(photo from Kevin Cameron at Bastish)
I‘ve just finished reading a book that Tree gave me, called Birdology. It describes author Sy Montgomery’s experience with hens, pigeons, crows, hawks, parrots, hummingbirds and cassowaries. It’s an easy, fun read, but if you really want to know about the social life and intelligence of birds, you’d probably prefer Bernd Heinrich’s books (especially Mind of the Raven), and if you want to know more about animal emotions I’d steer you instead to Jeff Masson’s books (especially When Elephants Weep). Since I already knew that birds are very intelligent (some species more than others), and that they’re capable of complex emotions, I didn’t learn a lot from Birdology. But one idea, introduced in the first chapter (on hens) kept me reading.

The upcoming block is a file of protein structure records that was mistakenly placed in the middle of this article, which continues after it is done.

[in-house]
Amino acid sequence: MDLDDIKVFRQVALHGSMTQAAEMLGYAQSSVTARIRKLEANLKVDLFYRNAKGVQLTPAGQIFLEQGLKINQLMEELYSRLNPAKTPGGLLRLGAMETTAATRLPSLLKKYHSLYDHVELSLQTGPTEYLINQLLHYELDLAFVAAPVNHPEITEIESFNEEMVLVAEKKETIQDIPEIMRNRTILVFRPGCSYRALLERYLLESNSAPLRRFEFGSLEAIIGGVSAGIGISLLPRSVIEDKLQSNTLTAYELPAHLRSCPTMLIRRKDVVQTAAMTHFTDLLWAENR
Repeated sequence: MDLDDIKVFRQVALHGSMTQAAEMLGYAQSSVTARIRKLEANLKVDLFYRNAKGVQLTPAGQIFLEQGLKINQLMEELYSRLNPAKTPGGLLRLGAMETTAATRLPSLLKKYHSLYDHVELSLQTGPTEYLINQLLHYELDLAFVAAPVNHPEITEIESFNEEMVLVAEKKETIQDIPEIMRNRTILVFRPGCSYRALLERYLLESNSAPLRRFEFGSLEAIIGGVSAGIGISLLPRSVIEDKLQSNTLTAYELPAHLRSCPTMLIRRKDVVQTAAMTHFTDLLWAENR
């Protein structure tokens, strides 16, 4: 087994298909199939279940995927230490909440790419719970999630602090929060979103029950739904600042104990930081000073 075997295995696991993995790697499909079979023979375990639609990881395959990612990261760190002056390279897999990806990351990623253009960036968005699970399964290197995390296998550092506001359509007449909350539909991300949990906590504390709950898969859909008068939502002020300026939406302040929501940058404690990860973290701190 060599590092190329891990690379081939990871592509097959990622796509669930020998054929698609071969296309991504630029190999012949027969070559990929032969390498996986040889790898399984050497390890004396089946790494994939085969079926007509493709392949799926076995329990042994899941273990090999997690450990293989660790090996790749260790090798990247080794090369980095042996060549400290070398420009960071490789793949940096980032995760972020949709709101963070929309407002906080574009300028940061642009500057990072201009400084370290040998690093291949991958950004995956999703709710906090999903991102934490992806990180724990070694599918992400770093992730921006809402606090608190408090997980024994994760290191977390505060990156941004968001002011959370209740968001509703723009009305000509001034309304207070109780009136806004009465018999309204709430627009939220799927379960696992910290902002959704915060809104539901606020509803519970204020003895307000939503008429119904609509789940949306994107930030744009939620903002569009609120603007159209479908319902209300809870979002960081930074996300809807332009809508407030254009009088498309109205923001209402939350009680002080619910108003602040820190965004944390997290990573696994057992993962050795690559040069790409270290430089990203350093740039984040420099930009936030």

That idea is that, while birds are remarkable intelligent and social, their emotional spectrum, while probably as deep as ours, is significantly different from ours. They exhibit impatience, anger, playfulness, joy, jealousy, contentedness, fear, frustration and affection, in ways any human would recognize. Some species (raptors) have an emotion that is, mercifully, relative rare in humans: It’s called yarak, and the closest human equivalent is probably blood-lust. Because they face so many risks, birds tend to be more intuitive and less reflective than humans, which makes sense from an evolutionary perspective: there just isn’t time to make most decisions thoughtfully. The instinctive ‘rage’-like quality of the yarak emotion has probably served hunting birds well. I wonder if this same instinctive emotion is what impels parents of many species (ours included) to attack predators with super-normal strength when their offspring are threatened. I think Darwin would agree.